In India, some 3 million people are on the waiting list for a telephone. In Malawi, there is one telephone per 10,000 people, with at least 500,000 people on the waiting list. In contrast, the USA has 57 telephone connections per 100 persons, and Sweden has 68.

(Ed Note: Most overseas telephone companies are owned by the government which, in developing nations, lacks the wherewithal of free-market stock companies.)

(From 01 September 1999 W5YI Report)


The 1999 EARS Christmas Dinner will be held at Rotunda Golf & Country Club on Monday, 13 December. The cost will be less than last year, however, there will still be three selections on the menu, thanks to the efforts of Mickey Maren. Mark that date on your calendars, and make an effort to come out to our major social event of the year. Details will follow.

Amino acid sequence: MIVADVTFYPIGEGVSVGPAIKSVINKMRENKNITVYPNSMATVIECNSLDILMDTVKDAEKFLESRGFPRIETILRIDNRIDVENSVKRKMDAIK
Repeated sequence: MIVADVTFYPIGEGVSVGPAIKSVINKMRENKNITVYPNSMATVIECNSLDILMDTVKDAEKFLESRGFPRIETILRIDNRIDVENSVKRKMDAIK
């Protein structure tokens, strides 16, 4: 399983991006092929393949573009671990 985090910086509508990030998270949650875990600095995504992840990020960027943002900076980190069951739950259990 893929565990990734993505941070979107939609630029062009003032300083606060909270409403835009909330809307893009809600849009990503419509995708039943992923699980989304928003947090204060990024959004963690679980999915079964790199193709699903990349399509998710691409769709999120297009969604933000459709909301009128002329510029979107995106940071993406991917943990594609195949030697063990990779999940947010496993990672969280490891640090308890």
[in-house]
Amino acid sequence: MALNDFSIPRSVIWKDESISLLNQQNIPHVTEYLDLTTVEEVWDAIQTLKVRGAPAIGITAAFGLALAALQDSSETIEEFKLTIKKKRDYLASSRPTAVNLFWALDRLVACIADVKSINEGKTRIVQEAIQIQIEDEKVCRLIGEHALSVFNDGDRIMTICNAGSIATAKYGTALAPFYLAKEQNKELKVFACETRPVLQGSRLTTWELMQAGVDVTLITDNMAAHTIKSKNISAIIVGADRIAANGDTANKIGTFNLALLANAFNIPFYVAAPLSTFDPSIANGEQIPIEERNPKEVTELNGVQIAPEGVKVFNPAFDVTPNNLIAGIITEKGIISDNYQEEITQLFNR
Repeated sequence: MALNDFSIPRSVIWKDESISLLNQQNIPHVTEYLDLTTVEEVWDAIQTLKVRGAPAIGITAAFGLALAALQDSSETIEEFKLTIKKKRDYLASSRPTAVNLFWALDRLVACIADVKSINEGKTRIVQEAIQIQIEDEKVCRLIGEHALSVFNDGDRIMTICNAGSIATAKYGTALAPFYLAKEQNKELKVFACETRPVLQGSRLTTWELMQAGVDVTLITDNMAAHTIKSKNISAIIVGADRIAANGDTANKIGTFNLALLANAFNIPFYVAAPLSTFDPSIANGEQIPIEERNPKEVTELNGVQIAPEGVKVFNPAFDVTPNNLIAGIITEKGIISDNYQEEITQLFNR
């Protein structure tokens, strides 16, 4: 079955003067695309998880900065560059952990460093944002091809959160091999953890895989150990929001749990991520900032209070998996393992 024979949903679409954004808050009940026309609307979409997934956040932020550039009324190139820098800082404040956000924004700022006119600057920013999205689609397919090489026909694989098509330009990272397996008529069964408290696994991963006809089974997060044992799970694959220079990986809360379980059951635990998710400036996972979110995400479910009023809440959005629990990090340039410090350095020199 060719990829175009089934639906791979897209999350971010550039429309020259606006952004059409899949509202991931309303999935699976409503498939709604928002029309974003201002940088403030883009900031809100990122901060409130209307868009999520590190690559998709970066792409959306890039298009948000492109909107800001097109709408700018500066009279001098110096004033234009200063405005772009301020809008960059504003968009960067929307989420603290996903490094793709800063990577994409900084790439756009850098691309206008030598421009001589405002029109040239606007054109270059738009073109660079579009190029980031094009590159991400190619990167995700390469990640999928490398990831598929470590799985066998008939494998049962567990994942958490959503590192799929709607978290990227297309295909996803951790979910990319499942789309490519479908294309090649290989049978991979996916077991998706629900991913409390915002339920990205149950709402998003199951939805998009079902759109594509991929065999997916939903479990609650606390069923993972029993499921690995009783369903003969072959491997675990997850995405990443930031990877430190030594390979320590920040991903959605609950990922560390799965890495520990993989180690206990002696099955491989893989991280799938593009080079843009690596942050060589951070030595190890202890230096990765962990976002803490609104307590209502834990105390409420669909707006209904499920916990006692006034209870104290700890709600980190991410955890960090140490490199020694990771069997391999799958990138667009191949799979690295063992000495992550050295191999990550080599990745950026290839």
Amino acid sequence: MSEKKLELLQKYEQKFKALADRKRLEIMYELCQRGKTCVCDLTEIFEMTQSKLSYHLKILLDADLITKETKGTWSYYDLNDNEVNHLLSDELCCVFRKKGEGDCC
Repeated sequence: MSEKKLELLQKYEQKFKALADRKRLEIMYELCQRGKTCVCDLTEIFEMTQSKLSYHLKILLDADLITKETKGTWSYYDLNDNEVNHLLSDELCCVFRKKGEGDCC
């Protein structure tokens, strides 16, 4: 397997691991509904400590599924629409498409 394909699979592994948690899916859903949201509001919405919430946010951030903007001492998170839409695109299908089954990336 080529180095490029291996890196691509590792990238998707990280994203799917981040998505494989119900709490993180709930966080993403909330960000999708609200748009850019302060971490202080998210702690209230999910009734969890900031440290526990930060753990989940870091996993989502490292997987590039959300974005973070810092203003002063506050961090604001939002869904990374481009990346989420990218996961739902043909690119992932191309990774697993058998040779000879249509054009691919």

A Grand Jete by the Manasota Key Sunsetters to Al Stevens, KA9KAZ, who contributed $25 to the EARS Booster Fund in support of our operation from the Boca Grande Lighthouse.

Since first offered last Spring, 18 personalized log books have been purchased by 14 EARS members and friends; contributing a total of $47.50 to the EARS treasury. See or call Jack, W4JS, at 475-1929 to order your personalized log book. Help Boost-EARS.


11/12 Sep Platinum Coast ARS Hamfest at the Melbourne Auditorium, 625 E. Hibiscus Blvd. from 9am to 5pm. TI: 146.25/.85 Info: Tim, KI4TG, (407) 724-9339

25 Sep ERARA & DBARA Hamfest sponsored by Embry-Riddle ARA and Daytona Beach ARA at the Embry-Riddle campus on Clyde Morris Blvd. 1-mi. south of International Speedway (US 92) from 9am to 5pm. TI: 147.15/.75. Info: John, KB3GK, (904) 677-8179

26 Sept Suncoast ARC Hamfest and Computer Show at the New Port Richey Recreational Center, 6330 Van Buren 0.5 mile north of Main St. from 9am to 3pm. TI: 145.35/147.15 Info: Mike, WB8ONY (727)934-0228

02 Oct Maitland Hamfest at Bahia Shrine A.R.U., 2300 Pembrook Dr. TI: 147.39 Info: Cecil, K4KEN (407)281-9169

08/09 Oct Starke Hamfest at Bradford County Fairgrounds, US 301 north of SR 100. TI: 145.15

09 Oct Egypt Temple ARA Hamfest, 4050 Dana Shores Dr., Tampa. TI: 146.94